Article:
Mixed Dementia – A Most Troubling Brain Disorder
Article by Alex Jensen
There are many types of brain dementia to be worried about. From Alzheimer’s to Parkinson’s, dementia is becoming a bigger problem for many.
A question that often comes up is what exactly is the worst brain disorder to get diagnosed with? Well, cancer is the worst, but what about with dementia? Is it Alzheimer’s? Parkinson’s? All are horrible, but the answer is quickly becoming a diagnosis of mixed dementia.
What is mixed dementia? It is a condition where Alzheimer’s and Vascular Dementia occur in tandem. Essentially, a person diagnosed with mixed dementia gets the worst of both problems. These problems tend to “team up” and cause more damage than they would independent. As much as 45 percent of all dementia sufferers may have mixed dementia even it they are diagnosed with only Alzheimer’s or Vascular Dementia.
So, just what are these two brain disorders? Alzheimer’s is the best known. It is a molecular breakdown of parts of the cells in the brain. A cell works like a machine. If one part doesn’t function, the machine doesn’t function. This is essentially what occurs with Alzheimer’s. When enough cells are impacted, the individual begins to have problems with movement, memory, smell and other associated brain activities.
Vascular dementia is an entirely different beast. There are many vascular health problems associated with the body, not just the brain. The general problem is something occurs that decreases or stops the flow of blood to an area. In the case of Vascular Dementia, this refers to sections of the brain. When blood flow slows or stops, the cells in the affected areas die and the patient suffers a host of dementia symptoms.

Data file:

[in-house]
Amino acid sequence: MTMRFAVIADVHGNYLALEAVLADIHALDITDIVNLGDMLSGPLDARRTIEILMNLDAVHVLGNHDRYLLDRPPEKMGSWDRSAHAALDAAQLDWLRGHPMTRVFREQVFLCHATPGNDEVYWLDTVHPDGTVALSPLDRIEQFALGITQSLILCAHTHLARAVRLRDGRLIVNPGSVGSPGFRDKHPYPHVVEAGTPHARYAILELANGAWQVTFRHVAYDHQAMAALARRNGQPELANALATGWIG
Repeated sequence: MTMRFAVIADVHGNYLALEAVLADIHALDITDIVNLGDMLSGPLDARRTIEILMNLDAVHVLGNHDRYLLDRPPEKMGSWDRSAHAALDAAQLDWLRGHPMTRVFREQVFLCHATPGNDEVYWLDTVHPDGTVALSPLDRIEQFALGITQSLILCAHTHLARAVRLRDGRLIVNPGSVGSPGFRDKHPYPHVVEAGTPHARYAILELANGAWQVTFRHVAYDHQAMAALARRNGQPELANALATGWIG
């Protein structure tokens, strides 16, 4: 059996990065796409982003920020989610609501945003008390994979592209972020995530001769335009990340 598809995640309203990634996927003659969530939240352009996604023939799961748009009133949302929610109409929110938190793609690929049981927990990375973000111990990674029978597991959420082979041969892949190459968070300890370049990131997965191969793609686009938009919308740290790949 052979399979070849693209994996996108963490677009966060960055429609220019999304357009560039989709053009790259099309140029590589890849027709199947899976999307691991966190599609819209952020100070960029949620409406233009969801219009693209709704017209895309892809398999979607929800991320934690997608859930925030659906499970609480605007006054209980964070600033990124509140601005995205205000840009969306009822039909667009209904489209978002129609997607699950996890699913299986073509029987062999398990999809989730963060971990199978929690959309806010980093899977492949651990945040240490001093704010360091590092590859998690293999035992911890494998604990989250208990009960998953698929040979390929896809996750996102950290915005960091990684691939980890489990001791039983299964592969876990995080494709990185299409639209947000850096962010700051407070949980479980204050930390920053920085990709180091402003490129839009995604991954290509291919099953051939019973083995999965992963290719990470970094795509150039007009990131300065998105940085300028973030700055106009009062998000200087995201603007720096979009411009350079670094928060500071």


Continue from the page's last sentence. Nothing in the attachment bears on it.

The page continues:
As you can probably imagine, the combination of Alzheimer’s and vascular dementia is unfortunately a powerful one. The double attack can lead a patient down a slippery slope with dementia symptoms in a relatively short period of time.
Is there any cure for mixed dementia? The sad answer is there is not. The medical field is still trying to get its hands around the individual disorders much less their combination. That being said, galantamine (Razadyne) and rivastigmine (Exelon) have been tested and shown to offer modest benefit specifically in mixed dementia.
As strange as it sounds, the medical research being conducted on dementia is a relatively new focus. Although Alzheimer’s was discovered in the early 20th century, it was never really considered a big medical issue until we started living longer lives. While relatively little has been done in regard to finding a cure, the silver lining is that research being conducted now may find major breakthroughs in treating dementia.
Alex Jensen is with OrangeCountyCarePlacement.com – a free orange county assisted living placement service for seniors.
Here a some other alzheimers and dementia websites that I found for you to browse. Thank you for visiting Treatment For Alzheimers
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